Logic Leading to Faith or Faith Leading to Logic?

Today 12 Tammuz (July 11, 2022 ) is the birthday of the Rebbe, R. Yosef Yitzchak, in 5640 (1880). On this day, in 5687 (1927), he received the good tidings that he was freed from (initially being sentenced to death) the exile imposed upon him after his arrest and imprisonment for his efforts in strengthening Torah and Judaism.

Once, Rabbi Sholom Dov Ber was walking with his son, Rabbi Yoseph Yitzchak, in the city of Rostov, Russia, teaching him a profound concept of mysticism. The son was so deep in thought that he kept walking, even while his father stopped for a moment. Only after being called by his name did he become aware and return to where his father was standing.

The father then told his son, “The difference between ( starting with the approach of ) a rational human mind and (starting with the approach of) a Godly mind is that a regular human mind starts first by applying itself, and then, realizing that it is not humanly possible to understand everything, finally turns to faith. A Godly mind begins with faith, and then, to personally connect and consciously own this faith, turns to personal understanding.”

This occurred in front of a building that later became the feared GPU’s headquarters. Years later, Rabbi Yoseph Yitzchok was incarcerated for teaching Judaism and was sentenced to death. During his interrogation in this building, he told his interrogators what he had heard from his father at that place years earlier.

Rabbi Yoseph Yitzchok now understood why his father told him those words of strength at this spot. Let me explain those words.

Both the Godly approach and the rational approach include a combination of faith and rational thought. In the former, faith leads to the rational and personal connection, while in the latter, rational thinking leads to faith. So, just how different is one approach from the other?

The use of a rational mind fits into the category of the “created” things we use and leverage in this world, while the Godly approach, in which faith is the starting point, is a connection (based and founded right from the start) with a force higher than the “created” and is, therefore, closer and more like the category of “Creator.” This is the ultimate goal of each person — “and (when) you are connected to God your God, you are all alive eternally.”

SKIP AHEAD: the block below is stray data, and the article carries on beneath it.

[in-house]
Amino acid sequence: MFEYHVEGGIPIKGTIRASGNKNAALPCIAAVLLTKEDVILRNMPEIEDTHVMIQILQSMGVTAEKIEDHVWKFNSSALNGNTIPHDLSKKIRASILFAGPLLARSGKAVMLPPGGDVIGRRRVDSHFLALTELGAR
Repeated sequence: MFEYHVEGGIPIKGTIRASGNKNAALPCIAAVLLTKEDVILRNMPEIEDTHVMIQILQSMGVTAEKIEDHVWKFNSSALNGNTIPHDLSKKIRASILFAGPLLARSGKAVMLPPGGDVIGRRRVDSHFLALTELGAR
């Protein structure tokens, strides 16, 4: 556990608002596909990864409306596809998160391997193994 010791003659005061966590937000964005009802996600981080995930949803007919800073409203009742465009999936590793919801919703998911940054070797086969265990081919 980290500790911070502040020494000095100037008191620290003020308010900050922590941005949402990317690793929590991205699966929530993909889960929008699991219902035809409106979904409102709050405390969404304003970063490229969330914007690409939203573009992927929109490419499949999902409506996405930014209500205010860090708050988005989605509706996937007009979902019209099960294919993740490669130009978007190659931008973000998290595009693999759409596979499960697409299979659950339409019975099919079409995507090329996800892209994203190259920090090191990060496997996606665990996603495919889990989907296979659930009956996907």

When a person first applies a logical approach and only afterward, when he recognizes the limitations of his mind, turns to the faculty of faith, his faith will always be limited by logic. This is because the foundation of his faith is in his mind; logic is the source of his faith.

Furthermore, since logic can always be argued against, the moment anyone comes up with an argument against his logic, out goes his faith. Since faith is an outgrowth sitting upon his logic, it will always rely on the parameters and strength of his logic and reasoning.

When however our first approach to life is an unwavering faith in a God who is, in essence, a benevolent and wise God — who made the world and all the circumstances we face — I know then, with a conviction beyond the scope of rational thought that He certainly has a good and positive purpose for everything He does and gave me the strength to withstand anything. 

This faith-first approach is unlimited, wide, deep, and broad in expanse, for it supersedes logic and rational thinking. The thinking that comes after faith, is infused and defined with this faith and far stronger than the first perspective.

This is why Rabbi Yoseph Yitzchok repeated this concept to his interrogators. He wanted them to know they were dealing with someone infused in his logic with a supra-rational faith. Just like it is impossible to imprison God and spirituality, for God is bigger than any force here in this world, Rabbi YY Schneerson was conveying that sentencing the Rabbi would not accomplish their goal of stopping the spread of Judaism in Russia at that time.

Chapter 106

About the Author
Rabbi Shlomo Ezagui is an author and lecturer. "A Spiritual Soul Book" & "Maimonides Advice for the 21st Century" Rabbi Ezagui opened in 1987 the first Chabad Center in Palm Beach County, Florida, and the first Orthodox Synagogue on the Island of Palm Beach, Florida.
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